5 cyber threats to watch out for this year

(Plus a couple of bright spots)

Threats in cyberspace don’t disappear; we can probably expect all of the headaches from 2010 to remain with us in 2011. But some security pros have identified a handful of problems that have raised their heads in the last year or so that they believe will be the major trends in the coming year.

They range from the personal, such as the proliferation of mobile and consumer devices that continue to make their way into the work place, to the global, such as cyber war and politically motivated espionage. In general, malware is becoming more sophisticated, criminals more professional, the target environment richer, and the stakes higher.

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Stuxnet story is high-profile but still out of reach

But although security pros again find themselves playing catch up in areas where functionality has outstripped security, there are some glimmers of hope. Law enforcement might be getting better and the cloud might even improve security. Here are some predictions of what to expect in 2011.

1. Supply chain security

Vulnerabilities traditionally have been flaws in software discovered by researchers — either white hat or black — and then exploited. But who’s to say a vulnerability has to be a flaw? Why can’t it be something planted on purpose?

“Software security has increased quite a bit, and it’s getting tougher to find mistakes,” said Hugh Thompson, chief security strategist at People Security, a software security company. “What’s the next step? Putting it there yourself.”

A recent study by the Enterprise Strategy Group, commissioned by Microsoft and Hewlett-Packard, found that many organizations in the critical infrastructure sectors were unprepared to ensure that the supply chains on which they depended for IT resources were trustworthy. The study concluded that supply chain security should be a high priority for the foreseeable future.

Vulnerabilities introduced through the supply chain can be particularly dangerous because they can be purpose-built to attack a specific target and can easily avoid detection by code scanners used to detect vulnerabilities.

“Building vulnerabilities to avoid code scanners is not that hard because scanners are built typically to look for mistakes, not intentional things that have been hidden,” Thompson said.

The Open Group, a government and industry consortium promoting standards-based interoperability, announced in December the formation of the Trusted Technology Forum to identify best practices for securing a global technology supply chain. In addition to private-sector heavyweights such as IBM, Cisco Systems and Microsoft, founding members of the task force include NASA and the Defense Department.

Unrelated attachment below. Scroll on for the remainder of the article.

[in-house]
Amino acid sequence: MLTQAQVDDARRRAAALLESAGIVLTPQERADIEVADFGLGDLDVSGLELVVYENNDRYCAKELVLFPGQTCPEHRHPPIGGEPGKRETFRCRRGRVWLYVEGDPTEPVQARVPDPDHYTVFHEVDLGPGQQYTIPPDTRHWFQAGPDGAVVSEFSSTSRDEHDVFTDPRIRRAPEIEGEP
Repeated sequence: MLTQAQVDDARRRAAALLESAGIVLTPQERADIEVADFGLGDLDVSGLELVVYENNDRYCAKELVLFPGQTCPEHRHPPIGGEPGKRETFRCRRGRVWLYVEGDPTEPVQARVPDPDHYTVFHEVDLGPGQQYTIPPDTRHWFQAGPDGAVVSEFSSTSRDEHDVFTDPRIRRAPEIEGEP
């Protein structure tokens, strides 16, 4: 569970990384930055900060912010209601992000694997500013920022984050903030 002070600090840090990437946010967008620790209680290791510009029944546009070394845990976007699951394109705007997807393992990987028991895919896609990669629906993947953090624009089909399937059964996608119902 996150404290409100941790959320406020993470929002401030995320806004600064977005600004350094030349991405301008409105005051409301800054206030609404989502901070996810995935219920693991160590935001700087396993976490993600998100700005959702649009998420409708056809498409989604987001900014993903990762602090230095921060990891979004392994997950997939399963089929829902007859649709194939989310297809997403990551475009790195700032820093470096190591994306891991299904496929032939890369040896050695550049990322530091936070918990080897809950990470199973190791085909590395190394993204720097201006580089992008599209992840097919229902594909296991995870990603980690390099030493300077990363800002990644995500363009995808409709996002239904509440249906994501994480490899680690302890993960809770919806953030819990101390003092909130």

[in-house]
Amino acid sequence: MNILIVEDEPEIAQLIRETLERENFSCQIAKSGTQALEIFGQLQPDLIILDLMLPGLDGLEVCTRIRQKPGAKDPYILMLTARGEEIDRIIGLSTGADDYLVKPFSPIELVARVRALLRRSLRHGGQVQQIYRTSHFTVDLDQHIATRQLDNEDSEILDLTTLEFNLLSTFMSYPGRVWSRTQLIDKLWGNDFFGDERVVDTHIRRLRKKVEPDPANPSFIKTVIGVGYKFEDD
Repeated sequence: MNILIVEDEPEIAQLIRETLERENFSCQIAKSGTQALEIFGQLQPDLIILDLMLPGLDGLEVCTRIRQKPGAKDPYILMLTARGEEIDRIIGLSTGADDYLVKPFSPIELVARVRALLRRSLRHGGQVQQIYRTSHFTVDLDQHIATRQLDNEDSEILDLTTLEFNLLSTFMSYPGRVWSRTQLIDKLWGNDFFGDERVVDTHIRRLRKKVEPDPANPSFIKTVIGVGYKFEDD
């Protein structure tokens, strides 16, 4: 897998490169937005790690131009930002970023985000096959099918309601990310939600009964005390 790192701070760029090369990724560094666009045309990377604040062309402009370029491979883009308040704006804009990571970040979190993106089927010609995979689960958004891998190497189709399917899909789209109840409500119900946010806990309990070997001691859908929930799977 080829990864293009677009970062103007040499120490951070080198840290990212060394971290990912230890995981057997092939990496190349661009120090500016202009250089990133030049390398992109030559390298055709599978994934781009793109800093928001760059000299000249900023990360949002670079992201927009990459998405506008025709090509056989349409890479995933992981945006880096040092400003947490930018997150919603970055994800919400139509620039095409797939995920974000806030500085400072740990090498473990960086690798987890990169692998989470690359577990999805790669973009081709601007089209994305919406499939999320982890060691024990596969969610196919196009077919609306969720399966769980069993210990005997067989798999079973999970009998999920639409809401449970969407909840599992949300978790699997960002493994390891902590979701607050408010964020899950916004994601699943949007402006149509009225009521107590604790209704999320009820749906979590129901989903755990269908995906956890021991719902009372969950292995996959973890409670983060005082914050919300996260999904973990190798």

“We’ve defined a trusted technology provider framework based on existing open standards and best practices,” said Andras Szakal, IBM distinguished engineer and Open Group board member. The task force is identifying practical programs that are grounded in reality and are already used by organizations with mature supply chain security, he said.

The Protecting Cyberspace as a National Asset bill (S.3480), which failed to make it out of the last Congress, included procurement reforms that would promote cyber supply chain security.

As cybersecurity legislation that did not make it through the last Congress is reintroduced in the current session, several bills are likely to include provisions for ensuring the integrity of supply chains on which government IT systems depend.

2. Consumerization of IT

Computers long ago passed from being strictly business machines to consumer commodities, but the pace of innovation and the disappearance of the line between the home (or the coffee shop) and the workplace further opens an enterprise to threats.

“The trend is to bring more and more unmanaged devices into the network,” said Uri Rivner, head of new technologies, identity protection and verification at RSA, the security division of EMC. “That is going to create a huge challenge. This increases the attack surface.”

Not only is the attack surface growing, but the value of consumer devices as targets is growing as well, said Unisys CIO Patricia Titus. “2009 and 2010 were the USB years,” she said. “The next year, we’re going to see consumer devices skyrocketing. I think we’re going to see a significant increase in attacks targeting consumer devices, using them to gain access to corporate resources.”

It's a matter of supply and demand, Titus said. When Microsoft owned the market for consumer software, Microsoft was the hackers’ target of choice and the public’s whipping boy. With the development of increasingly powerful non-PC platforms that can be used in the workplace, the attackers are following.

There is not yet enough forensic analysis available to say how common malware is for personal devices such as laptops, tablets and smart phones, Titus said. Tracking their use and their security status is difficult because they often are not managed as part of the enterprise. But as they become Internet-enabled and support multiple applications, “we are seeing a steady increase in the amount of data consumption,” she said.